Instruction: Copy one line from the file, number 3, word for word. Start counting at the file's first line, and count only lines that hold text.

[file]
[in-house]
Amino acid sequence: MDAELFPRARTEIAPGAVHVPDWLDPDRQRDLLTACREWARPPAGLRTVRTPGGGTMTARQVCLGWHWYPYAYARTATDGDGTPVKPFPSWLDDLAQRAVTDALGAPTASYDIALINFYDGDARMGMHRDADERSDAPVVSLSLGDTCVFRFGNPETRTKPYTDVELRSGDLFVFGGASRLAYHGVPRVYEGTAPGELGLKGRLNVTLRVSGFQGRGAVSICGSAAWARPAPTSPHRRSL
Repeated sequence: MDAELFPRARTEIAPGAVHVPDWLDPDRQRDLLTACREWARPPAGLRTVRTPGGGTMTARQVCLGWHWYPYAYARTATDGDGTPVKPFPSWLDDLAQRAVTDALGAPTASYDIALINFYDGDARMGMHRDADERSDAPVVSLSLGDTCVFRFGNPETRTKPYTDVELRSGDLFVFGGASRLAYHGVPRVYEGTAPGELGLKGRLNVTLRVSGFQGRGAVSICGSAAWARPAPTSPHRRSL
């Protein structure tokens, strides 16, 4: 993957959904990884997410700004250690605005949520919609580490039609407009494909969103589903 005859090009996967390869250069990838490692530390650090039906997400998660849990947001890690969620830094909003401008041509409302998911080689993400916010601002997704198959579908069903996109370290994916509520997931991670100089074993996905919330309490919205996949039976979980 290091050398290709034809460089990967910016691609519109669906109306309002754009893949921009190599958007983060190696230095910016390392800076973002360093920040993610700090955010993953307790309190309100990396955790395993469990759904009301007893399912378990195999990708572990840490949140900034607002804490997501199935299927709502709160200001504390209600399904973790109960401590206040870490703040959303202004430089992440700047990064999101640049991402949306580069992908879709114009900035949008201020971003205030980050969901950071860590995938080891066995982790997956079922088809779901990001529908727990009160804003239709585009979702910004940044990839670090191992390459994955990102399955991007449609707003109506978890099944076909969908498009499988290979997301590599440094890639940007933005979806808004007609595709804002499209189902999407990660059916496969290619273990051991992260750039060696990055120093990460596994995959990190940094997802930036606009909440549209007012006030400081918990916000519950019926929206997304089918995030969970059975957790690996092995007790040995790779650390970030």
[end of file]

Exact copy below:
Repeated sequence: MDAELFPRARTEIAPGAVHVPDWLDPDRQRDLLTACREWARPPAGLRTVRTPGGGTMTARQVCLGWHWYPYAYARTATDGDGTPVKPFPSWLDDLAQRAVTDALGAPTASYDIALINFYDGDARMGMHRDADERSDAPVVSLSLGDTCVFRFGNPETRTKPYTDVELRSGDLFVFGGASRLAYHGVPRVYEGTAPGELGLKGRLNVTLRVSGFQGRGAVSICGSAAWARPAPTSPHRRSL